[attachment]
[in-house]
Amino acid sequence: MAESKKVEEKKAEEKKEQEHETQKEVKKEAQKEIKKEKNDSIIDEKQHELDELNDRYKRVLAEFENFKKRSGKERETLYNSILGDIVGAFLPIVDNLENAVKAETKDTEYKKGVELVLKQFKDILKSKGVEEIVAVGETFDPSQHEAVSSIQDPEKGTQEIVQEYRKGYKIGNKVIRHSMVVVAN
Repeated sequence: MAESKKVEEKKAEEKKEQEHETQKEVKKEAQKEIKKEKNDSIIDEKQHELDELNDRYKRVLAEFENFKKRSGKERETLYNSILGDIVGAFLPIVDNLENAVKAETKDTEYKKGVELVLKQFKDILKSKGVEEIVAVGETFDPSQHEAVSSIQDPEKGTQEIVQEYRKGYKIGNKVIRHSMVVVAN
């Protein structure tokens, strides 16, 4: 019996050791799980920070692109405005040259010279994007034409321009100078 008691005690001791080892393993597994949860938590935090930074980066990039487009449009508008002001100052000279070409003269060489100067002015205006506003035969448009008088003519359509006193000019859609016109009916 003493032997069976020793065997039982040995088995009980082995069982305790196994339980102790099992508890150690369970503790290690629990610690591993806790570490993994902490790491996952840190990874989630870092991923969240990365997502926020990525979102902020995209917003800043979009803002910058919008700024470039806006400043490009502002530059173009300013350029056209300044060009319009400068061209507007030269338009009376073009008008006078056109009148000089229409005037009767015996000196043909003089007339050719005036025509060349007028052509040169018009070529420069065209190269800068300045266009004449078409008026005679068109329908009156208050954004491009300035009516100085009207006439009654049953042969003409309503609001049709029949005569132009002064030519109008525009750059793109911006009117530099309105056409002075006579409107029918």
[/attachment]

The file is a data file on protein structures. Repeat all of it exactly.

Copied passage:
[in-house]
Amino acid sequence: MAESKKVEEKKAEEKKEQEHETQKEVKKEAQKEIKKEKNDSIIDEKQHELDELNDRYKRVLAEFENFKKRSGKERETLYNSILGDIVGAFLPIVDNLENAVKAETKDTEYKKGVELVLKQFKDILKSKGVEEIVAVGETFDPSQHEAVSSIQDPEKGTQEIVQEYRKGYKIGNKVIRHSMVVVAN
Repeated sequence: MAESKKVEEKKAEEKKEQEHETQKEVKKEAQKEIKKEKNDSIIDEKQHELDELNDRYKRVLAEFENFKKRSGKERETLYNSILGDIVGAFLPIVDNLENAVKAETKDTEYKKGVELVLKQFKDILKSKGVEEIVAVGETFDPSQHEAVSSIQDPEKGTQEIVQEYRKGYKIGNKVIRHSMVVVAN
């Protein structure tokens, strides 16, 4: 019996050791799980920070692109405005040259010279994007034409321009100078 008691005690001791080892393993597994949860938590935090930074980066990039487009449009508008002001100052000279070409003269060489100067002015205006506003035969448009008088003519359509006193000019859609016109009916 003493032997069976020793065997039982040995088995009980082995069982305790196994339980102790099992508890150690369970503790290690629990610690591993806790570490993994902490790491996952840190990874989630870092991923969240990365997502926020990525979102902020995209917003800043979009803002910058919008700024470039806006400043490009502002530059173009300013350029056209300044060009319009400068061209507007030269338009009376073009008008006078056109009148000089229409005037009767015996000196043909003089007339050719005036025509060349007028052509040169018009070529420069065209190269800068300045266009004449078409008026005679068109329908009156208050954004491009300035009516100085009207006439009654049953042969003409309503609001049709029949005569132009002064030519109008525009750059793109911006009117530099309105056409002075006579409107029918």